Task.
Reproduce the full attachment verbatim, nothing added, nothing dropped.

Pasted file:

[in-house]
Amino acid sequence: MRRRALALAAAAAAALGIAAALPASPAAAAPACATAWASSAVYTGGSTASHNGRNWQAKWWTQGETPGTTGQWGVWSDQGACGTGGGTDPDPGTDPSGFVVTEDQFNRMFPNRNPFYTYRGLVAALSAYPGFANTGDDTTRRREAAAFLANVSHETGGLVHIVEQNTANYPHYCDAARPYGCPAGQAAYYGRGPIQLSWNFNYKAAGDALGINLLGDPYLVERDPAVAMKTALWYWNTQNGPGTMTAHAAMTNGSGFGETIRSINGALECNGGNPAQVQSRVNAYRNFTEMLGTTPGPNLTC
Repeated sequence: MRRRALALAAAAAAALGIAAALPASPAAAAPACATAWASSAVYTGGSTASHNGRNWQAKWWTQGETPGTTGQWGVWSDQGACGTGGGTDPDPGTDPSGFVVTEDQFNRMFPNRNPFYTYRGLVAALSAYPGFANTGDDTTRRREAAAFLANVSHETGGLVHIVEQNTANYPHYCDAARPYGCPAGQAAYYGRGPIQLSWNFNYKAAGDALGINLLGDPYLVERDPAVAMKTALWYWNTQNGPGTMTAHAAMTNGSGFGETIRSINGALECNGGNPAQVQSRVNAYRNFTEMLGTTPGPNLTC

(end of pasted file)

[in-house]
Amino acid sequence: MRRRALALAAAAAAALGIAAALPASPAAAAPACATAWASSAVYTGGSTASHNGRNWQAKWWTQGETPGTTGQWGVWSDQGACGTGGGTDPDPGTDPSGFVVTEDQFNRMFPNRNPFYTYRGLVAALSAYPGFANTGDDTTRRREAAAFLANVSHETGGLVHIVEQNTANYPHYCDAARPYGCPAGQAAYYGRGPIQLSWNFNYKAAGDALGINLLGDPYLVERDPAVAMKTALWYWNTQNGPGTMTAHAAMTNGSGFGETIRSINGALECNGGNPAQVQSRVNAYRNFTEMLGTTPGPNLTC
Repeated sequence: MRRRALALAAAAAAALGIAAALPASPAAAAPACATAWASSAVYTGGSTASHNGRNWQAKWWTQGETPGTTGQWGVWSDQGACGTGGGTDPDPGTDPSGFVVTEDQFNRMFPNRNPFYTYRGLVAALSAYPGFANTGDDTTRRREAAAFLANVSHETGGLVHIVEQNTANYPHYCDAARPYGCPAGQAAYYGRGPIQLSWNFNYKAAGDALGINLLGDPYLVERDPAVAMKTALWYWNTQNGPGTMTAHAAMTNGSGFGETIRSINGALECNGGNPAQVQSRVNAYRNFTEMLGTTPGPNLTC